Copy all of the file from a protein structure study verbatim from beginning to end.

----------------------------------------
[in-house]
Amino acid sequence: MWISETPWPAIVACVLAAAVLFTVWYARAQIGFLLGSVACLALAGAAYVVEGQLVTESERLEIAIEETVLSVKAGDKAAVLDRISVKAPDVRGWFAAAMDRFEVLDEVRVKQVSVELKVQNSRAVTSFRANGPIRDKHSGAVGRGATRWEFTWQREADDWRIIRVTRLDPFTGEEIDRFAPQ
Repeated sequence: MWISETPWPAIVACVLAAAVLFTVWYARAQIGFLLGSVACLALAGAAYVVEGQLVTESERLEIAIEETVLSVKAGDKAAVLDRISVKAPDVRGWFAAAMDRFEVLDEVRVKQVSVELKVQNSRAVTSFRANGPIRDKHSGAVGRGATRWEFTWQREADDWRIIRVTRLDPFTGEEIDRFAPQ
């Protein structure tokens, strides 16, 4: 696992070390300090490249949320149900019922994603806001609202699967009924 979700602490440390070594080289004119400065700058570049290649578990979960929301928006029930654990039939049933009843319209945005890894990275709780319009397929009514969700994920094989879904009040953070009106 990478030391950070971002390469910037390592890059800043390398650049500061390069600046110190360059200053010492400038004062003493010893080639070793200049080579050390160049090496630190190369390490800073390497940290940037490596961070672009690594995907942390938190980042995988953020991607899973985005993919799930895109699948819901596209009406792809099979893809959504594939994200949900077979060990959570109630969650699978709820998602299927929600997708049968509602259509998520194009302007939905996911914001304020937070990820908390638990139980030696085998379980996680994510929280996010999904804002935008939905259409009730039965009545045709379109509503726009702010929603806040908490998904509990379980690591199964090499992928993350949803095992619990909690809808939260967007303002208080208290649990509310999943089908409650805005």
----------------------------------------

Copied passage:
[in-house]
Amino acid sequence: MWISETPWPAIVACVLAAAVLFTVWYARAQIGFLLGSVACLALAGAAYVVEGQLVTESERLEIAIEETVLSVKAGDKAAVLDRISVKAPDVRGWFAAAMDRFEVLDEVRVKQVSVELKVQNSRAVTSFRANGPIRDKHSGAVGRGATRWEFTWQREADDWRIIRVTRLDPFTGEEIDRFAPQ
Repeated sequence: MWISETPWPAIVACVLAAAVLFTVWYARAQIGFLLGSVACLALAGAAYVVEGQLVTESERLEIAIEETVLSVKAGDKAAVLDRISVKAPDVRGWFAAAMDRFEVLDEVRVKQVSVELKVQNSRAVTSFRANGPIRDKHSGAVGRGATRWEFTWQREADDWRIIRVTRLDPFTGEEIDRFAPQ
């Protein structure tokens, strides 16, 4: 696992070390300090490249949320149900019922994603806001609202699967009924 979700602490440390070594080289004119400065700058570049290649578990979960929301928006029930654990039939049933009843319209945005890894990275709780319009397929009514969700994920094989879904009040953070009106 990478030391950070971002390469910037390592890059800043390398650049500061390069600046110190360059200053010492400038004062003493010893080639070793200049080579050390160049090496630190190369390490800073390497940290940037490596961070672009690594995907942390938190980042995988953020991607899973985005993919799930895109699948819901596209009406792809099979893809959504594939994200949900077979060990959570109630969650699978709820998602299927929600997708049968509602259509998520194009302007939905996911914001304020937070990820908390638990139980030696085998379980996680994510929280996010999904804002935008939905259409009730039965009545045709379109509503726009702010929603806040908490998904509990379980690591199964090499992928993350949803095992619990909690809808939260967007303002208080208290649990509310999943089908409650805005």